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Circumcision In Children


Circumcision is surgery to remove the foreskin of your child's penis. The foreskin is the fold of skin that covers the tip of the penis.


Before your child's procedure:

  • Bring your child's medicine bottles or a list of his medicines when you see his healthcare provider. Tell your child's healthcare provider if he has allergies, or any other medical conditions.
  • Your child may need to have blood tests done before his procedure. Ask your child's healthcare provider for more information about these or other tests he may need.

Day of your child's procedure:

  • Write down the correct date, time, and location of your child's procedure.
  • Ask caregivers about directions for eating and drinking.
  • Do not give your child any medicines on the day of his procedure without first asking his healthcare provider. Medicines include prescriptions, over-the-counter drugs, vitamins, herbs, or food supplements.
  • Healthcare providers may insert an IV tube into your child's vein, usually in his arm. Your child may be given liquids and medicine through the IV tube.
  • You or a close family member will be asked to sign a consent form. It gives your child's healthcare provider permission to do the procedure. It also explains the problems that may happen to your child, and your choices. Be sure all of your questions have been answered before you sign this form.


What will happen:

  • Your child will be taken to the room where his procedure will be done. Your child will be given medicine to prevent pain from the procedure. Babies may be given a sweetened pacifier to suck on. Numbing cream may also be put on his penis. Numbing medicine may also be given as a shot at the base of his penis. For an older child, medicine may be given in an IV tube or through a breathing mask. If your child is a baby, he may be placed on a special padded board. The board will help keep him from moving during the procedure. If your child is older, he may be asked to lie on his back.
  • For babies, the inner lining of the foreskin will be separated from the skin of the tip of the penis. A special tool will be placed on the head of your baby's penis. Thread may be tied tightly around a groove on the tool and around the foreskin to stop bleeding. The foreskin will be cut and the tool may be left on your child's penis until it falls off. In older children, cuts will be made on the skin of his penis. The foreskin will be removed, and the remaining skin of his penis will be connected with stitches.

After your child's procedure:

Your child will be taken to a room where he can rest after the procedure. Healthcare providers will watch him closely. When healthcare providers see that your child is OK, he may be allowed to go home. If your child is a newborn baby, he may be brought back to your hospital room. If healthcare providers want your child to stay in the hospital, he will be taken back to his hospital room.

Waiting area:

This is an area where family and friends can wait until your child is able to have visitors. Leave a phone number or other means of contact where you can be reached if you leave the area.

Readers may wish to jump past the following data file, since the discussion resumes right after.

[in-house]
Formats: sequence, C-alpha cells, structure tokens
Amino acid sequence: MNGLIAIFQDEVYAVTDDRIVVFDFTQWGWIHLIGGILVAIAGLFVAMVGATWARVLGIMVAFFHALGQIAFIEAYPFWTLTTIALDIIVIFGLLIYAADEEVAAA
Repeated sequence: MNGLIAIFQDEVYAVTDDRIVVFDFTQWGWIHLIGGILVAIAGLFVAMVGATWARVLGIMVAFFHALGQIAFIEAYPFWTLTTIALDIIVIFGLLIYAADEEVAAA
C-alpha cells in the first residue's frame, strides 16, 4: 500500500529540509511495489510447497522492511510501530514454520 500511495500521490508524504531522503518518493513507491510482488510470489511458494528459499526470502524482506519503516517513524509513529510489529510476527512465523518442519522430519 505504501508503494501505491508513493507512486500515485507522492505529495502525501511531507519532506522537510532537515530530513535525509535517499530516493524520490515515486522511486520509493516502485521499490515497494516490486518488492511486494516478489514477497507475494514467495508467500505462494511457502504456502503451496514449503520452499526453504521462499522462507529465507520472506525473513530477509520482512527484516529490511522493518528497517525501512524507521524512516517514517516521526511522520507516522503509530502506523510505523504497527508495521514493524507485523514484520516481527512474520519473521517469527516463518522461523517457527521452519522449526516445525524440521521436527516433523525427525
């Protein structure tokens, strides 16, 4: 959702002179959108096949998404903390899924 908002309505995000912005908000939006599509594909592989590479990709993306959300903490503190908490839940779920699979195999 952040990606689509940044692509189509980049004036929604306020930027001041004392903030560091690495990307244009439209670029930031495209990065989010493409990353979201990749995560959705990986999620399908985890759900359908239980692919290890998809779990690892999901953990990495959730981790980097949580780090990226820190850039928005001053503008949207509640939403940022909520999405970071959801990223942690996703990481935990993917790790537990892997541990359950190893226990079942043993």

• Your child cannot make it to his procedure.
  • Your child gets sick (a cold or the flu).

Seek Care Immediately if

  • Your child's penis or foreskin becomes red, swollen, or painful.


  • Anesthesia medicine may be painful when injected and cause bruising, swelling, and redness of your child's skin. Rarely, anesthesia medicine may cause seizures or decreased oxygen in your child's blood. The special tool placed on the head of his penis may become buried in his skin or displaced. Your child may bleed large amounts during the procedure, called hemorrhage. His wounds may not heal properly. Your child may be at risk for phimosis if not enough foreskin was removed during the procedure.
  • The opening where your child's urine passes may become red and painful, or narrow. Lumps may form on his penis, which can become large and infected. This may turn the penis to one side when erect, and cause pain. Your child may develop a small opening from his urethra to his skin called a fistula. The urethra is the tube that carries urine from the bladder to outside the body. The tip of his penis may be cut or injured during the procedure. An abnormal skin connection may form between a damaged glans and the body of his penis. Your child may need to have another procedure or surgery to fix these problems.
  • Your child may get an infection after the procedure. This infection may spread to his blood, other areas of his skin, or to his brain. Very rarely, circumcision can lead to death. Without circumcision, problems such as phimosis and balanoposthitis may recur often. Your child may also have an increased risk for UTIs while he is a baby. His chances of having penile cancer, genital warts, and a HIV infection may increase later in his life. Ask your child's healthcare provider if you are worried or have questions about your child's procedure, medicines, or care.

Care Agreement

You have the right to help plan your child's care. Learn about your child's health condition and how it may be treated. Discuss treatment options with your child's caregivers to decide what care you want for your child.

Further information

Always consult your healthcare provider to ensure the information displayed on this page applies to your personal circumstances.